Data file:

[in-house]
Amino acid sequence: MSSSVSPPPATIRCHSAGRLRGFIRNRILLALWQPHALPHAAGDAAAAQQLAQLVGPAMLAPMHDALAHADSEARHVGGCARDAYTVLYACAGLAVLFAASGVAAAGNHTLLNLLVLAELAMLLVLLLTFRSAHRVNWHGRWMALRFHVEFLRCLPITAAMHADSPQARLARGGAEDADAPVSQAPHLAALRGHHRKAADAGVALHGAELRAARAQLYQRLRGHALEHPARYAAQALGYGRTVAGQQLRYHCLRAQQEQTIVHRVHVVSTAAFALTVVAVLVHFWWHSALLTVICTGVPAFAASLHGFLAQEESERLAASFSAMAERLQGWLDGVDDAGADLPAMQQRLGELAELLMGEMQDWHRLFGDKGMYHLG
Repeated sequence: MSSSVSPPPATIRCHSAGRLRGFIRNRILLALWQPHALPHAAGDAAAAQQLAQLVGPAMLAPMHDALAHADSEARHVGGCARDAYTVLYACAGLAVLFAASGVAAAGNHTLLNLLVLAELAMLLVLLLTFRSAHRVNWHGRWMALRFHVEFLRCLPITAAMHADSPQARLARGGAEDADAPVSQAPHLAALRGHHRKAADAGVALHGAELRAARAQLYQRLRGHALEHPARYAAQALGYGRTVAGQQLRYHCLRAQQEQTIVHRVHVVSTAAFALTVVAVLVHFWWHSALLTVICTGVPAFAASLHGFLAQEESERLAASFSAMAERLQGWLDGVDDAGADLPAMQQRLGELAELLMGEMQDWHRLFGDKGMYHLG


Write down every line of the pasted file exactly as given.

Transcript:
[in-house]
Amino acid sequence: MSSSVSPPPATIRCHSAGRLRGFIRNRILLALWQPHALPHAAGDAAAAQQLAQLVGPAMLAPMHDALAHADSEARHVGGCARDAYTVLYACAGLAVLFAASGVAAAGNHTLLNLLVLAELAMLLVLLLTFRSAHRVNWHGRWMALRFHVEFLRCLPITAAMHADSPQARLARGGAEDADAPVSQAPHLAALRGHHRKAADAGVALHGAELRAARAQLYQRLRGHALEHPARYAAQALGYGRTVAGQQLRYHCLRAQQEQTIVHRVHVVSTAAFALTVVAVLVHFWWHSALLTVICTGVPAFAASLHGFLAQEESERLAASFSAMAERLQGWLDGVDDAGADLPAMQQRLGELAELLMGEMQDWHRLFGDKGMYHLG
Repeated sequence: MSSSVSPPPATIRCHSAGRLRGFIRNRILLALWQPHALPHAAGDAAAAQQLAQLVGPAMLAPMHDALAHADSEARHVGGCARDAYTVLYACAGLAVLFAASGVAAAGNHTLLNLLVLAELAMLLVLLLTFRSAHRVNWHGRWMALRFHVEFLRCLPITAAMHADSPQARLARGGAEDADAPVSQAPHLAALRGHHRKAADAGVALHGAELRAARAQLYQRLRGHALEHPARYAAQALGYGRTVAGQQLRYHCLRAQQEQTIVHRVHVVSTAAFALTVVAVLVHFWWHSALLTVICTGVPAFAASLHGFLAQEESERLAASFSAMAERLQGWLDGVDDAGADLPAMQQRLGELAELLMGEMQDWHRLFGDKGMYHLG